Partitioning complexity in air traffic management tasks


Journal Article

Cognitive complexity is a term that appears frequently in air traffic control research literature, yet there is little principled investigation of the potential sources of cognitive complexity. Three distinctly different sources of cognitive complexity are proposed: environmental, organizational, and display. Two experiments were conducted to explore whether these proposed components of complexity could be effectively partitioned, measured, and compared. The findings demonstrate that sources of complexity can be decomposed and measured and furthermore, the use of color in displays, a display design intervention meant to reduce environmental complexity, can actually contribute to it. Copyright © 2006, Lawrence Erlbaum Associates, Inc.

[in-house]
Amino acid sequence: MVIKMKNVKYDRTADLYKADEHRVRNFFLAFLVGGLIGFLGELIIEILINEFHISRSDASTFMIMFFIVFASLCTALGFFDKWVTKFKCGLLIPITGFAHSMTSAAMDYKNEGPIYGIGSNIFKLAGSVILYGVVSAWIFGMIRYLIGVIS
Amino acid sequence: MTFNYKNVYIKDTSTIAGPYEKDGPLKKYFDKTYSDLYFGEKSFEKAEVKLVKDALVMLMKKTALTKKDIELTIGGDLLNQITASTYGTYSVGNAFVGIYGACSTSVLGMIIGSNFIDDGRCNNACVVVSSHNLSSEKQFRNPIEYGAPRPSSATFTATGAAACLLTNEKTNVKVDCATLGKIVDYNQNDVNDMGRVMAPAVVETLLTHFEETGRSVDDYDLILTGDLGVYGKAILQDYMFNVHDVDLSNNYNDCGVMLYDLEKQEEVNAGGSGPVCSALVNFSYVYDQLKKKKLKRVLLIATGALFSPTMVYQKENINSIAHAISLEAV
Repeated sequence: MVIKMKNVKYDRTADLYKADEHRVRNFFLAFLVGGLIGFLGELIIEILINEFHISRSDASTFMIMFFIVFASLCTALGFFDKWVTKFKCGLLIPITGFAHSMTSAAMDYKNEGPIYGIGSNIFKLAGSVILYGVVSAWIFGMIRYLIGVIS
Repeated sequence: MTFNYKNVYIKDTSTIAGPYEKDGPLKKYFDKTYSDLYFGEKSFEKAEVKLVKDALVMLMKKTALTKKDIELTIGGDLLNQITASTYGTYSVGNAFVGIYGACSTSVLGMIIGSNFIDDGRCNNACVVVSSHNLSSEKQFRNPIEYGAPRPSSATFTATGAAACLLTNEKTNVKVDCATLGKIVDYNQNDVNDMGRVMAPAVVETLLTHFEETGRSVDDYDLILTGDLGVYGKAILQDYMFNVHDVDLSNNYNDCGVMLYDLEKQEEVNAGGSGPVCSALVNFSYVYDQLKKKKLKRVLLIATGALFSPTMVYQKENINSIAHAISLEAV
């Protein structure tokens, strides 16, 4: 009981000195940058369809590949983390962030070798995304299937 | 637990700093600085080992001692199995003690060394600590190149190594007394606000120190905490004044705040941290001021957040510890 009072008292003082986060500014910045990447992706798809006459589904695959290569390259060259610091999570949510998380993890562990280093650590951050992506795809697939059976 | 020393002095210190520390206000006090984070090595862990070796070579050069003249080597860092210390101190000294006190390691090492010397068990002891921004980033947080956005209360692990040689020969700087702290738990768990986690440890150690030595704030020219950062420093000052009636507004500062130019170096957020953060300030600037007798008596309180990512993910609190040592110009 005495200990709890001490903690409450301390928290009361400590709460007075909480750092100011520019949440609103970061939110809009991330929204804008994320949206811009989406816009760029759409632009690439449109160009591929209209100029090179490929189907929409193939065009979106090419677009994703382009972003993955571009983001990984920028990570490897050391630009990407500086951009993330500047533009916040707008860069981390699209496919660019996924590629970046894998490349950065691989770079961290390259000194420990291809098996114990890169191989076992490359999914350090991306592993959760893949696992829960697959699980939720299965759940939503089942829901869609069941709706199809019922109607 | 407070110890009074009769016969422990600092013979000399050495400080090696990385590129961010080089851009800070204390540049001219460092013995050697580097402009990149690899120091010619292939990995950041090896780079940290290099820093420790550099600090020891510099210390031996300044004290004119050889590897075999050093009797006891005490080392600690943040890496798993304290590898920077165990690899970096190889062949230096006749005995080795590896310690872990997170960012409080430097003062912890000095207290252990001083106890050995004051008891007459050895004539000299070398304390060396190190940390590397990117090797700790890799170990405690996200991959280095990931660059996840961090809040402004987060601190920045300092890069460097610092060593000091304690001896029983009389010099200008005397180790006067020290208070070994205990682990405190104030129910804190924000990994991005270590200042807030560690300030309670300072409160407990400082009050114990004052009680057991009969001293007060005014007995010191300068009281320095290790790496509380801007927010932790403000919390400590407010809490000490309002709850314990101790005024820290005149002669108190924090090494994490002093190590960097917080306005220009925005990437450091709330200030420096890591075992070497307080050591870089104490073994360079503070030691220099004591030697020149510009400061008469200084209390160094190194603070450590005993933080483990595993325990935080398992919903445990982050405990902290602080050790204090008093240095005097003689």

Full Text

Duke Authors

Cited Authors

  • Cummings, ML; Tsonis, CG

Published Date

  • August 17, 2006

Published In

Volume / Issue

  • 16 / 3

Start / End Page

  • 277 - 295

International Standard Serial Number (ISSN)

  • 1050-8414

Digital Object Identifier (DOI)

  • 10.1207/s15327108ijap1603_3

Citation Source

  • Scopus